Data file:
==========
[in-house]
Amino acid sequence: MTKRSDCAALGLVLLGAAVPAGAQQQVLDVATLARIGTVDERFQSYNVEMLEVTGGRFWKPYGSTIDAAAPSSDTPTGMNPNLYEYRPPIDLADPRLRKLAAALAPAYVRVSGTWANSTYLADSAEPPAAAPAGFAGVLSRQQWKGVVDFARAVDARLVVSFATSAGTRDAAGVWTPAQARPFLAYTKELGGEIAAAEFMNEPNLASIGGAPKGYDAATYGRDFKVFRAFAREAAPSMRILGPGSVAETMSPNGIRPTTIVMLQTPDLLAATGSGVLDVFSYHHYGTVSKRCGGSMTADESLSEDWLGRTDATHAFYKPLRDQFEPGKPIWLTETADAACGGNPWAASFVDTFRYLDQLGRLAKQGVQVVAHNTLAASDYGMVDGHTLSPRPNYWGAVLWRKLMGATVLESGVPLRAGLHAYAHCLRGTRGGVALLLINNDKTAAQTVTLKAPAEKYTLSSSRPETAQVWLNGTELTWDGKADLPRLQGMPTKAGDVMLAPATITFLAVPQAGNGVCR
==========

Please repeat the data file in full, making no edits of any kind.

[in-house]
Amino acid sequence: MTKRSDCAALGLVLLGAAVPAGAQQQVLDVATLARIGTVDERFQSYNVEMLEVTGGRFWKPYGSTIDAAAPSSDTPTGMNPNLYEYRPPIDLADPRLRKLAAALAPAYVRVSGTWANSTYLADSAEPPAAAPAGFAGVLSRQQWKGVVDFARAVDARLVVSFATSAGTRDAAGVWTPAQARPFLAYTKELGGEIAAAEFMNEPNLASIGGAPKGYDAATYGRDFKVFRAFAREAAPSMRILGPGSVAETMSPNGIRPTTIVMLQTPDLLAATGSGVLDVFSYHHYGTVSKRCGGSMTADESLSEDWLGRTDATHAFYKPLRDQFEPGKPIWLTETADAACGGNPWAASFVDTFRYLDQLGRLAKQGVQVVAHNTLAASDYGMVDGHTLSPRPNYWGAVLWRKLMGATVLESGVPLRAGLHAYAHCLRGTRGGVALLLINNDKTAAQTVTLKAPAEKYTLSSSRPETAQVWLNGTELTWDGKADLPRLQGMPTKAGDVMLAPATITFLAVPQAGNGVCR